[00:15:14] So let’s go to certain supplements that have been shown to reduce the risk of dementia in general and Alzheimer’s. I’m not going to go into the vitamin K studies because I don’t believe there’s enough of them at this point. But it’s very interesting. And there are receptor sites for vitamin K in the brain. We’ll talk about receptor sites exact, as we’re going to talk about vitamin D, there’s receptor sites for vitamin D located throughout your brain. So receptor site is kind of like a key fitting in to a key hole, there is only certain keys that fits certain keyholes. So receptor site for vitamin D, only vitamin D can interact with it. So Vitamin D is obviously needed by the brain. And in our brain, Vitamin D supports the removal of plaques, the plaques that accrue in the brain, and they’re kind of sticky, tarry things that contribute to developing Alzheimer’s. They damage, they inflame the brain, they’re involved with Alzheimer’s, and they do this without lowering beta amyloid 42. Amyloid beta 42. But Vitamin D does other things in the brain. Vitamin D helps the function of the blood vessels within our brain and they reduce the risk of developing a stroke. Also, strokes are involved of course, with developing dementia, multiple mini strokes and massive strokes, the blood vessels of the brain have to deliver the nutrition, the oxygen, etc. So if they’re not functioning well, it’s bad. You need vitamin D for them to function properly. Now, the David Geffen School of Medicine is at UCLA, and they looked at the blood of Alzheimer’s patients and they found that if they added vitamin D to the blood, it reduced greatly inflammatory components that are bad for the brain. Cytokines and chemokines that trigger inflammation in the brain that contribute to the onset of dementia. But in the same study they found that resolvins also protected the brain would help protect the brain by lowering inflammation on the brain. Resolvins once again are made out of fish oil. So the David Geffen School of Medicine looked at both vitamin D and fish oils. Now a separate place, Journal of Aging Research, this is April 30th, 2020. Vitamin D helps regulate important natural brain chemicals known as tau transmitters that make the brain work normally, that are involved with judgment and problem solving and figuring out where you are and learning and remembering. But they also say that vitamin D in the brain is a powerful anti-inflammatory agent. Now, that’s interesting because dementia occurred generally when you’re older, inflammation increases as we all grow older. And there’s a reason for that. Part of the reason is a decline in antioxidant levels. Antioxidants snuff out free radicals that would otherwise inflame and damage the brain and kill brain cells. So Vitamin D helps regulate important neurochemicals in the brain. And it’s an anti-inflammatory, but it functions to make the antioxidants like vitamin E and vitamin C. These are very important in our brain. Work better, it also increases the release of neurotrophic factors. Now, that’s very important.† [00:18:32]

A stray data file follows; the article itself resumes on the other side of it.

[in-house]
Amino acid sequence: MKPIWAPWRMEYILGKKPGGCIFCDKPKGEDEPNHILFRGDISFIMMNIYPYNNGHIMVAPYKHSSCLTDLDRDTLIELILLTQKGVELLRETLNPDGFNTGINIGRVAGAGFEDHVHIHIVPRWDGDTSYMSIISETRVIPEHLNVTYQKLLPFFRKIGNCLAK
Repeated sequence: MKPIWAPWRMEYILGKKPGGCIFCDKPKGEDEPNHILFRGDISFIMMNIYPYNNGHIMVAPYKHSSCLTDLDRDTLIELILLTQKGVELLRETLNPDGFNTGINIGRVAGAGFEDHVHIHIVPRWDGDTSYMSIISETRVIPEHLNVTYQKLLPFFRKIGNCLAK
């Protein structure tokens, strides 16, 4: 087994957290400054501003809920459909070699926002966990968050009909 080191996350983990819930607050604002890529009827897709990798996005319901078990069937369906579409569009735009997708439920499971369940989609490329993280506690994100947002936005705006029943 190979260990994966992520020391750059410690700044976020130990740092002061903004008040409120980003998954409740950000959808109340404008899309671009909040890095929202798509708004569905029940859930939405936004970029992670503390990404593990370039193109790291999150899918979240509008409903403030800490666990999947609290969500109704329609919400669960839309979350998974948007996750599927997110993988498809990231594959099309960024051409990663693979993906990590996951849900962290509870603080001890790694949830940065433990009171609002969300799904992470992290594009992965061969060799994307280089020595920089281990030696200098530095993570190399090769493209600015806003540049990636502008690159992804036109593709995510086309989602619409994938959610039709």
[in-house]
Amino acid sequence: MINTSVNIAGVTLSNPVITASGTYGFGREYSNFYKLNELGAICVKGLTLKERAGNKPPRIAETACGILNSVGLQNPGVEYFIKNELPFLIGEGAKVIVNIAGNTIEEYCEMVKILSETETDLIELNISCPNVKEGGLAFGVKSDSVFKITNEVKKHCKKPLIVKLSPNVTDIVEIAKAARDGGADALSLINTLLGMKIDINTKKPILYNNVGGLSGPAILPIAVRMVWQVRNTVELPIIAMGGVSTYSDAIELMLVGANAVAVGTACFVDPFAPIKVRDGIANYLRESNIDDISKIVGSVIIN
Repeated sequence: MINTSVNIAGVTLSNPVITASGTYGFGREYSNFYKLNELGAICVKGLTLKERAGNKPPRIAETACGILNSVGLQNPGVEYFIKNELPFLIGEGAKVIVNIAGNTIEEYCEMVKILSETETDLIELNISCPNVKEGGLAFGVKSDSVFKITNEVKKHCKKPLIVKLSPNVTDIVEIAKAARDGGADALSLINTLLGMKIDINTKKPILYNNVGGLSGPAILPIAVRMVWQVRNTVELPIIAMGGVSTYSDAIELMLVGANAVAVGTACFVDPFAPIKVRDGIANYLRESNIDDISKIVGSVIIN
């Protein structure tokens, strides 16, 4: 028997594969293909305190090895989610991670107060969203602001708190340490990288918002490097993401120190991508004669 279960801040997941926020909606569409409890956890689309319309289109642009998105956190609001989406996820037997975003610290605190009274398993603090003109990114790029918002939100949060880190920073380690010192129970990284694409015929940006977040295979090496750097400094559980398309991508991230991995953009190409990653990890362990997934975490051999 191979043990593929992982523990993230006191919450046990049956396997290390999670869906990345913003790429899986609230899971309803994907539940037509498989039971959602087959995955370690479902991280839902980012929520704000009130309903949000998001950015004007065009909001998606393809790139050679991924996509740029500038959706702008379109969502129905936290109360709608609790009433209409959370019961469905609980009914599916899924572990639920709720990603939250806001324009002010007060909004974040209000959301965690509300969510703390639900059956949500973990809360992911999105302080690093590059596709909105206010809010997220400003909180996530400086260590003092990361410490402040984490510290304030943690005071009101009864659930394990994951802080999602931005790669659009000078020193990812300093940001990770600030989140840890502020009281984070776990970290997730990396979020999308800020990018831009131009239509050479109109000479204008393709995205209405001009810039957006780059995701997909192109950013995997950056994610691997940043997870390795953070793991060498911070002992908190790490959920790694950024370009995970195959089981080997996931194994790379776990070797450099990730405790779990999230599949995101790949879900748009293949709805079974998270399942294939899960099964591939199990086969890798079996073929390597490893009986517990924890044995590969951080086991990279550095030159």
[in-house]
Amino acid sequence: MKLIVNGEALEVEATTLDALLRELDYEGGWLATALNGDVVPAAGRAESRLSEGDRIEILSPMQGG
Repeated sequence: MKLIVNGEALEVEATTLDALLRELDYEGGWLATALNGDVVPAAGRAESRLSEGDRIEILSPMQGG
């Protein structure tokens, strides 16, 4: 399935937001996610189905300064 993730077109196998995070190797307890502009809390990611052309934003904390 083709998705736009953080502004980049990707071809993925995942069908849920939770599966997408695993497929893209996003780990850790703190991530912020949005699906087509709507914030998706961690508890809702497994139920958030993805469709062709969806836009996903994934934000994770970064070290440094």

[00:18:33] Neurotrophic factors heal the brain and help create new memory cells. Neurotrophic factors like nerve growth factor and brain derived neurotrophic factor. You released them at night when you’re in deep sleep and these foster the creation of new memory cells. We didn’t know this like ten years ago that you could create new memory cells. We thought when you lose memory cells, that you know that over time we lost more and more and there’s nothing you can do about it. But evidently, a young, healthy person who goes to sleep and sleeps a good, solid six, seven, 8 hours can create 600, 700 new memory cells every single night. That’s important because they lost them the day before. But that slows down with age and vitamin D helps restore that. Zinc does a little bit, by the way, and so does turmeric, which is another reason why turmeric soluble well absorbed turmeric like by a biocurcumin, form a turmeric. Turmeric with biopiperine in it, you know, the black pepper substance, where they’re good for the brain, they are really good for the brain. So besides helping the function of the brain chemicals and causing a release of growth factors such as nerve growth factor, you know neurotrophic factors. Vitamin D has been shown to help prevent the formation of plaques in the brain, and it forces the clearance of the plaques. Now cross-sectional study showed that vitamin D is consistently and significantly lower in patients with Alzheimer’s disease. So once again, a cross-sectional study is looking at a group of people at one point in time. So they took Alzheimer’s patients, they looked at their blood Vitamin D was low. But in longitudinal studies, these are observing patients over a long period of time. But looking at one specific thing, and in this case, vitamin D with cognitive function, they found that you can connect low vitamin D with cognitive impairment and Alzheimer’s disease. And even in meta analysis of many types of studies and many studies, they found the same thing. Low vitamin D is involved with losing brain function, losing memory and onset of Alzheimer’s disease. There’s many, many, many other studies showing this.† [00:20:48]